Matsuo Bashō was the master of haiku. He wrote,
The old pond
The frog jumps in
The Japanese poet's attentive selection of kanji raised the value of the haiku. Bashō did this better than any other poet. Kanji are visual metaphors, sketching something that cannot be explained in words. They build sound and pictures. Like a movie.
It is no wonder that photographers in Japan often combine their photos with personal essays. Images and words.
Seasons, emotions, mountains, temples, the red leaf maple, are all depicted in kanji in brush strokes painted in black on a stark white canvas.
Bashō also wrote,
The toll of the bell ebbs,
The receding echo returns in the soft perfume of the cherry blossom.
This is an elegant haiku.
Warning: Explaining a haiku is a horrible thing to do. I apologize. To me the haiku is a small piece of life, of nature. To tear a haiku apart and then to further violate it and bore you with excessive words of explanation, is ironic at best and a sin at worse.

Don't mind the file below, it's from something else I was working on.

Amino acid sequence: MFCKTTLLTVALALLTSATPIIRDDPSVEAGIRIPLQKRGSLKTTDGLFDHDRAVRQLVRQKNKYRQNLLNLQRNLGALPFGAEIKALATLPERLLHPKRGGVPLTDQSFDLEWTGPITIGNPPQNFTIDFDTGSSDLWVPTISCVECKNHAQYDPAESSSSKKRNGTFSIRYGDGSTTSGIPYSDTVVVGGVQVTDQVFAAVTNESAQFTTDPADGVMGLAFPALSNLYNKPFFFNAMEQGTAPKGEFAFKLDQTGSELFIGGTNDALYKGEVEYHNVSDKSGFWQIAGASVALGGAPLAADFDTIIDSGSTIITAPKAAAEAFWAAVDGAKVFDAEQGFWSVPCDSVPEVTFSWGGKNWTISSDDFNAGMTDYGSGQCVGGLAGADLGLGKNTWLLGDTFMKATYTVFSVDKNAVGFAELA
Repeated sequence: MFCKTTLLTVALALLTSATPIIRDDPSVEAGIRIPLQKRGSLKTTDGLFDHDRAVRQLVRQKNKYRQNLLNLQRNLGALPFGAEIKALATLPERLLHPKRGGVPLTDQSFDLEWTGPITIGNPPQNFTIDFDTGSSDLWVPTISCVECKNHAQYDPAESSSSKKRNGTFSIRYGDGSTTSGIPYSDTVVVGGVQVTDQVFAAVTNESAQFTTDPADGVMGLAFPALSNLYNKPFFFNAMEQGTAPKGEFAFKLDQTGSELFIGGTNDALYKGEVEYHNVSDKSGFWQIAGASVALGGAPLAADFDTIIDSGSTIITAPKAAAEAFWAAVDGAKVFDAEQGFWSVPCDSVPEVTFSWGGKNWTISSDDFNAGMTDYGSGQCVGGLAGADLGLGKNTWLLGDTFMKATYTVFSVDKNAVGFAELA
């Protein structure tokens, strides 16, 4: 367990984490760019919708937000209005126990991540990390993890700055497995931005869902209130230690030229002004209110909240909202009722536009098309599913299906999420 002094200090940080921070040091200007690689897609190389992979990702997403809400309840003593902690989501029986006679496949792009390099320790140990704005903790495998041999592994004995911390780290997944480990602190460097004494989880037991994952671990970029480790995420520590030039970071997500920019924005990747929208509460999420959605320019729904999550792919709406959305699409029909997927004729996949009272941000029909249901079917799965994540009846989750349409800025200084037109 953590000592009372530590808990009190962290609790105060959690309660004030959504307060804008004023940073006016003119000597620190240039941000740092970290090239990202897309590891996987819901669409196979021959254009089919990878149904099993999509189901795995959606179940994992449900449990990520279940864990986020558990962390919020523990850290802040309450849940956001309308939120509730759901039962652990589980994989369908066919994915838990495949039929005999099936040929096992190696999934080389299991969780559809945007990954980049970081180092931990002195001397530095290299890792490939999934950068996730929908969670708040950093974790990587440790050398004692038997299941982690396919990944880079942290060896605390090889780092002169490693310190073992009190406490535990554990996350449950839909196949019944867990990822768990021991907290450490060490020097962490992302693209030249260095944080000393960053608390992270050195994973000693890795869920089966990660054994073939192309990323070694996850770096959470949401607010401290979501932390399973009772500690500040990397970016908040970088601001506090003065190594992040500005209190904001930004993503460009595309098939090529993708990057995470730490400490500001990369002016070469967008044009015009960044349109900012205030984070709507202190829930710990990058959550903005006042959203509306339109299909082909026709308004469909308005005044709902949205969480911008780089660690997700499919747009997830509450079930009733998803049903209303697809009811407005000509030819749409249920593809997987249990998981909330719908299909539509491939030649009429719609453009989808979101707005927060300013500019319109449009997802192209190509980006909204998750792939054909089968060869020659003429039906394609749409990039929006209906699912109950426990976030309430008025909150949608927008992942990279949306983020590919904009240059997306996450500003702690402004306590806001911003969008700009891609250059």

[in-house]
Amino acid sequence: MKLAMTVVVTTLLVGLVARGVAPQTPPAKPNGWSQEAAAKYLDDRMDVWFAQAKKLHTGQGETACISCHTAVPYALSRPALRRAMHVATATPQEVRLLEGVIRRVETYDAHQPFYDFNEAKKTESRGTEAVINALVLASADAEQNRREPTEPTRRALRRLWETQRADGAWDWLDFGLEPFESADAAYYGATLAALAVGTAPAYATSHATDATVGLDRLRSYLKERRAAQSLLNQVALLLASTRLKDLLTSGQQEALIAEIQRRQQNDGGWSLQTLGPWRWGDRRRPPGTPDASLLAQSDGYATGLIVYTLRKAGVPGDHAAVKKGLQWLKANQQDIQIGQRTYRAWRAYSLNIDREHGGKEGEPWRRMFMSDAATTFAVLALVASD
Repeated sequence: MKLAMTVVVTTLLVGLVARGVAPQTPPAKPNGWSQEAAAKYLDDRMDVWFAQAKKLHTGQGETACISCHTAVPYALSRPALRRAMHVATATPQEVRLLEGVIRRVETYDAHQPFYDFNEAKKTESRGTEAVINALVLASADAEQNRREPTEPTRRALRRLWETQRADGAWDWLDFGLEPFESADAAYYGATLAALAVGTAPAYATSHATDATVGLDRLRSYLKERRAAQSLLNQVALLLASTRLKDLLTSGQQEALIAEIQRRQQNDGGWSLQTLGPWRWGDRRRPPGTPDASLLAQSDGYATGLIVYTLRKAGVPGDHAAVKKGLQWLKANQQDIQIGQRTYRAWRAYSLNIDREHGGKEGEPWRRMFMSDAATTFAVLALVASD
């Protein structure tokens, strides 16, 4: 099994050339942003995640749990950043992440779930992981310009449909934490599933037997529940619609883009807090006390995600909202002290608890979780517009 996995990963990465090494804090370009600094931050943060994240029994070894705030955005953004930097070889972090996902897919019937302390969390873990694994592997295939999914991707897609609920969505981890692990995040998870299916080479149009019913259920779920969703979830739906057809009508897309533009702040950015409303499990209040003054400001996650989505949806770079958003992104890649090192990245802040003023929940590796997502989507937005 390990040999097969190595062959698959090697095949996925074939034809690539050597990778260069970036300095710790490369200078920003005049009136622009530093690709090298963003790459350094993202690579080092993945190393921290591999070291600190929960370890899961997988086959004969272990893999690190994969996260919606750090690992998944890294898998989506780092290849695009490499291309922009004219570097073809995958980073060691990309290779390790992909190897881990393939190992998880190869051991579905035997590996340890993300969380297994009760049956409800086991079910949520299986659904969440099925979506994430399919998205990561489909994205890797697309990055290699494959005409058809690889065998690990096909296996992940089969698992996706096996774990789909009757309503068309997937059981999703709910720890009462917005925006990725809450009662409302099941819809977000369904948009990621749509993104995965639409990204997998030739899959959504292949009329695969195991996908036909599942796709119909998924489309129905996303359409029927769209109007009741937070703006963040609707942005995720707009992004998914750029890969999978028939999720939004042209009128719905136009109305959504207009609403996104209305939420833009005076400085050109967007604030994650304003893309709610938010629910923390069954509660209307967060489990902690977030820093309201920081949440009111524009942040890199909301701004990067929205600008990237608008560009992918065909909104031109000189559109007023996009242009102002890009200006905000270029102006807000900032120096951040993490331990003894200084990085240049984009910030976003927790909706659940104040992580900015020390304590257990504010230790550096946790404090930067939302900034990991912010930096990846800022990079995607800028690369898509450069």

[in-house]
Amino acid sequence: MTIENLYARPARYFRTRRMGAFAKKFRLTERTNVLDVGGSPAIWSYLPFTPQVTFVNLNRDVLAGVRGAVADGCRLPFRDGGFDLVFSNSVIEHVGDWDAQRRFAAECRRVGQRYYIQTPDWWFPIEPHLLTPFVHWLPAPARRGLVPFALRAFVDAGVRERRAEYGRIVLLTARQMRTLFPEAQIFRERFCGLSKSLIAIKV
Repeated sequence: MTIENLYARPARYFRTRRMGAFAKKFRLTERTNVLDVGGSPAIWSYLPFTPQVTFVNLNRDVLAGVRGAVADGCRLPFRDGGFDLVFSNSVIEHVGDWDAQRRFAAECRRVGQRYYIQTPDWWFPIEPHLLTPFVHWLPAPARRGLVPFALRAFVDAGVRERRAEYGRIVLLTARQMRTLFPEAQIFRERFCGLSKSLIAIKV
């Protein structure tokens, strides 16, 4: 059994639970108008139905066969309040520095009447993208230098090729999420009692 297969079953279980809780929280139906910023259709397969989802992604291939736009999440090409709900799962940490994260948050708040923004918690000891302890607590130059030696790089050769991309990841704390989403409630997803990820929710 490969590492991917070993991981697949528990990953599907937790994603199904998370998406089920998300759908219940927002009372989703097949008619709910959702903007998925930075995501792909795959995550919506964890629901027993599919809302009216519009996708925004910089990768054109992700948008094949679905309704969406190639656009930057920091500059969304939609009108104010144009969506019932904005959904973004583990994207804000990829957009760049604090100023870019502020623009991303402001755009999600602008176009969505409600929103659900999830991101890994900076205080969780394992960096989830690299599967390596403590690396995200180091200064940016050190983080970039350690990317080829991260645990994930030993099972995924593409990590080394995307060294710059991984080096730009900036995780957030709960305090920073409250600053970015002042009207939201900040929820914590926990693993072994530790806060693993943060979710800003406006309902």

Line 1. Kane kiete. Kane かね (a large bronze temple bell), Kiete消 (fades out).
See that kanji, 消! The fire 火 radical (the 3-fingered symbol) on top, is the intensity of the fire of the loud gong of the bell. The water 水 radical on the left feels like a cold bucket of water dousing the booming bell. And the moon 月radical on the right-bottom is cold and calming down the loud gong. Note that the moon image is echoed in the last line - night 夕.
Line 2. hana no ka 花の香 the smell of the flower, tsuku 撞 く(strikes).
Though I expected that the fading sound of the bell would be a sign that my day had come to an end, I am surprised. My day is not ended. There is more! As the sound wanes, I am struck by delicate whiffs of cherry blossoms. A smell I had not noticed before. Perhaps I was too overcome by the intensity of the bell. I look up and I also notice...
Line 3. yū 夕 - night has come.